How to Pay For the Los Angeles Homeless Strategy

A couple weeks ago I summarized one section of the City of Los Angeles' Comprehensive Homeless Strategy, and just a few days ago it was adopted by City Council. The question that's now on everyone's mind is how to pay for the $1.9 billion in recommended expenditures, most of which is for leasing and building permanent supportive housing.

The answer to that question is: coordination. 

Expenditures on services for homeless individuals in LA County, FY 14-15 [report].

The City already spends about $100 million of its own funds on homelessness each year, but almost all of that spending goes to LAPD enforcement activities in places like Skid Row, not the homes or shelters that are so sorely needed. The County pays far more: nearly $1 billion, with $580 million spent on health- and mental health-related services, $294 million on social services like cash benefits and food stamps, and $92 million on law enforcement. (The County report starts on page 160.)

If we cut our spending on enforcement in half, and did the same for health services, the City and County could save nearly $400 million a year. And before anyone jumps the gun on this proposal, I'm not suggesting we just cut these programs and call it a day. But what we can do is begin spending the money required to reduce homelessness, and backfill those costs with savings on law enforcement and exorbitant health care spending that is largely a product of people living in dangerous, unstable conditions. The County says that the homeless residents in the top 5 percent of public expenditures cost over $50,000 per year, each, so there's a huge fiscal benefit to focusing on the most high-risk individuals first, to say nothing of the moral imperative. 

LA County has also already agreed to set aside $100 million per year for affordable housing to address homelessness, so we're at $500 million per year.

The City is home to roughly half of the County's homeless residents, so lets assume that to address the needs of homeless residents throughout LA County would require double the spending recommended by the City—about $3.8 billion. This roughly sketched out plan could raise nearly $5 billion over a 10-year period, enough to subsidize the construction of 33,000 to 50,000 permanent supportive homes (assuming $100,000 to $150,000 in local subsidies per unit). The upper end of that range is actually greater than the number of homeless individuals and families in the County, and many homeless people don't require such intensive support. Realistically we would only need to divert this money until homelessness was effectively abolished (no big deal right?), so it could take less than 10 years.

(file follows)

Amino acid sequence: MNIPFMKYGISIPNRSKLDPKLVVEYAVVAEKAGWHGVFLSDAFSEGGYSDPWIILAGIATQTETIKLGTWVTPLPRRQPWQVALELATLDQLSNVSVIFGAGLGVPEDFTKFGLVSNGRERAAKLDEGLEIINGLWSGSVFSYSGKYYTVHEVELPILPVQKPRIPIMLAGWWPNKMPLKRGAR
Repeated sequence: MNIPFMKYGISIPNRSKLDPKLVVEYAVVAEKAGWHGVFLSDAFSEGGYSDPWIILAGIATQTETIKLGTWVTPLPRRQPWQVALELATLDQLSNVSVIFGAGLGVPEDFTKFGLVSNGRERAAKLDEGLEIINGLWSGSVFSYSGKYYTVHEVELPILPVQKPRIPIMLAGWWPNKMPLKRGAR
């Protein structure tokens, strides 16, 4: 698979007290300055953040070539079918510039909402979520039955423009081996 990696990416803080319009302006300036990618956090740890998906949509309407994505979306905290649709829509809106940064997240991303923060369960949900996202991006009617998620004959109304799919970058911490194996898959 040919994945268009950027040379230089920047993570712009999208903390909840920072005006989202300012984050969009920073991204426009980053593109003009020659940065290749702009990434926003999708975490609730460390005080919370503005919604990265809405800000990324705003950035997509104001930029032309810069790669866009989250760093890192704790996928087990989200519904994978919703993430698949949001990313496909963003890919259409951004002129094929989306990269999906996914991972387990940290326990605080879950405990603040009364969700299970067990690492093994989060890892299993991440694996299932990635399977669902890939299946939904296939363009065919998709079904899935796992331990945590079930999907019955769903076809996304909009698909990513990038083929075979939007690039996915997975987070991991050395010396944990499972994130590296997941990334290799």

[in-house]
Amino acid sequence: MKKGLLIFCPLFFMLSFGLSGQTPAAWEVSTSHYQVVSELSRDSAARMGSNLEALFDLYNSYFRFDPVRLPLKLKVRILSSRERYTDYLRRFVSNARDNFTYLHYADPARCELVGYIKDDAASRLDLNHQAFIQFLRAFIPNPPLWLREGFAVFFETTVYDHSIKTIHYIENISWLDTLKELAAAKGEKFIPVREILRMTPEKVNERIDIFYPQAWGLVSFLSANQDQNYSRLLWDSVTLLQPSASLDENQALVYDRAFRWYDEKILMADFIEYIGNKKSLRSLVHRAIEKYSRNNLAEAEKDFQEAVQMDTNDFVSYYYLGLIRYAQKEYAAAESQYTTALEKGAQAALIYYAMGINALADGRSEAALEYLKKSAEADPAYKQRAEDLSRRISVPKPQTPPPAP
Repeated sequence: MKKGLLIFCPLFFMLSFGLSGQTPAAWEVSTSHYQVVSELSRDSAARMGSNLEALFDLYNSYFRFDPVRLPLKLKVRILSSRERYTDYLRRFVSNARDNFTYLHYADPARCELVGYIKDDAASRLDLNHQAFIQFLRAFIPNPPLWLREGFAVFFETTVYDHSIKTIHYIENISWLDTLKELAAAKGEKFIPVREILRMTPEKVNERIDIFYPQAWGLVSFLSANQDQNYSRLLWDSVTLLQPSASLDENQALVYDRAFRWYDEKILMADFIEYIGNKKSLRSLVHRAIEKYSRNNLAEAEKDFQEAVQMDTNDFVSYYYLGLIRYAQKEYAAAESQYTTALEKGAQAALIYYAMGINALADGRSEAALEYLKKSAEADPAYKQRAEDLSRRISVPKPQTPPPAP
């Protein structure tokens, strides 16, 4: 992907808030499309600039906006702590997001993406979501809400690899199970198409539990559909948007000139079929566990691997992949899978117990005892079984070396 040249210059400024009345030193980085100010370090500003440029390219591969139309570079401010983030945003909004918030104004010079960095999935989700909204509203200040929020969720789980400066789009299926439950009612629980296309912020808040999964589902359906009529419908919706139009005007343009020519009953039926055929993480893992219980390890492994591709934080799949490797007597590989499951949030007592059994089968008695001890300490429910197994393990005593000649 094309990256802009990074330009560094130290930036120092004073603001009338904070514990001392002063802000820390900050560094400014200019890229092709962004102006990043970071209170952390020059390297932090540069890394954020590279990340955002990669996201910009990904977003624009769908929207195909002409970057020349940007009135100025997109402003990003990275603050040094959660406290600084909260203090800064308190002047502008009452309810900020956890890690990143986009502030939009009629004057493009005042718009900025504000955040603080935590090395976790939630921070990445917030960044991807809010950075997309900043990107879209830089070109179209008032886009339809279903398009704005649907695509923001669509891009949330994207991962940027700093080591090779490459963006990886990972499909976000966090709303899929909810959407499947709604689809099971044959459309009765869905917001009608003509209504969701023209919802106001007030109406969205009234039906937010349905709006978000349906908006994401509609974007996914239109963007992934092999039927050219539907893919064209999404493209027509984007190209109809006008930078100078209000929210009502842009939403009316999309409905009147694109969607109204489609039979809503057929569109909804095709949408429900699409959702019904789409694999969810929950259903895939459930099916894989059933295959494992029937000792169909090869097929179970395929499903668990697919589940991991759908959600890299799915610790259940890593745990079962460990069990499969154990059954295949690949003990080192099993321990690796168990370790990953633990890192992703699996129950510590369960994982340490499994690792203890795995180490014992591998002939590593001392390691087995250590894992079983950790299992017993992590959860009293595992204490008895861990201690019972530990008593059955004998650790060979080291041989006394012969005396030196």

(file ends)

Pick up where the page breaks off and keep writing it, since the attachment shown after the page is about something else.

New Pershing Apartments, a supportive housing development in Downtown LA. Image from National Equity Fund, Inc.

After that 10 years (or less) is up, and we have a bunch of housing built and homelessness is relegated to a mostly intermittent malady—rather than chronic one—our City and County general funds have a few hundred million dollars to spend on things like infrastructure, education, or whatever else we can dream up. Or we could just keep building affordable housing, albeit with no more money coming from the Medi-Cal coffers.

The major road block to this plan is getting those health services costs reimbursed. They're not actually County funds—the County provides the services, but they're ultimately reimbursed by Medi-Cal (aka, the state of California). As it stands, I'm pretty sure that Medi-Cal will not reimburse the City or County for constructing housing for homeless residents, even if it's less expensive than treating them for problems that arise primarily from living on the street. We need to convince the state, and probably the federal government, that it's in their interest to change this. We're already spending the money, we just need to align everyone's incentives to make sure it's being spent right.